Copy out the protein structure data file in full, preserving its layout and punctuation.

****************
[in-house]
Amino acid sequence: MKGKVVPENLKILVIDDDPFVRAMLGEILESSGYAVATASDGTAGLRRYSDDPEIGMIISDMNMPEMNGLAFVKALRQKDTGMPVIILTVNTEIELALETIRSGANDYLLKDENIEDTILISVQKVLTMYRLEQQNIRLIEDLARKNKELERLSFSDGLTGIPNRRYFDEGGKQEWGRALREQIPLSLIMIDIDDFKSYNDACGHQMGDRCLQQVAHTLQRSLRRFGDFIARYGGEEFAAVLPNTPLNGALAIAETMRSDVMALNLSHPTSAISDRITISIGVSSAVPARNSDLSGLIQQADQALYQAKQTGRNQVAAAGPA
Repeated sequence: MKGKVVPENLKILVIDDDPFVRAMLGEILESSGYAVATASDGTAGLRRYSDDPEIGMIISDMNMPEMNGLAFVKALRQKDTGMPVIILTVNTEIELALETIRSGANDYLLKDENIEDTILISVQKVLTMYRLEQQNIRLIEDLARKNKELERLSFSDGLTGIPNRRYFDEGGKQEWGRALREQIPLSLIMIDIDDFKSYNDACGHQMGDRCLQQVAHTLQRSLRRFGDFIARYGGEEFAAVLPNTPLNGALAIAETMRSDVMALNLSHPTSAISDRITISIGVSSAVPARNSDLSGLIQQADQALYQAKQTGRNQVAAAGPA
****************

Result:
[in-house]
Amino acid sequence: MKGKVVPENLKILVIDDDPFVRAMLGEILESSGYAVATASDGTAGLRRYSDDPEIGMIISDMNMPEMNGLAFVKALRQKDTGMPVIILTVNTEIELALETIRSGANDYLLKDENIEDTILISVQKVLTMYRLEQQNIRLIEDLARKNKELERLSFSDGLTGIPNRRYFDEGGKQEWGRALREQIPLSLIMIDIDDFKSYNDACGHQMGDRCLQQVAHTLQRSLRRFGDFIARYGGEEFAAVLPNTPLNGALAIAETMRSDVMALNLSHPTSAISDRITISIGVSSAVPARNSDLSGLIQQADQALYQAKQTGRNQVAAAGPA
Repeated sequence: MKGKVVPENLKILVIDDDPFVRAMLGEILESSGYAVATASDGTAGLRRYSDDPEIGMIISDMNMPEMNGLAFVKALRQKDTGMPVIILTVNTEIELALETIRSGANDYLLKDENIEDTILISVQKVLTMYRLEQQNIRLIEDLARKNKELERLSFSDGLTGIPNRRYFDEGGKQEWGRALREQIPLSLIMIDIDDFKSYNDACGHQMGDRCLQQVAHTLQRSLRRFGDFIARYGGEEFAAVLPNTPLNGALAIAETMRSDVMALNLSHPTSAISDRITISIGVSSAVPARNSDLSGLIQQADQALYQAKQTGRNQVAAAGPA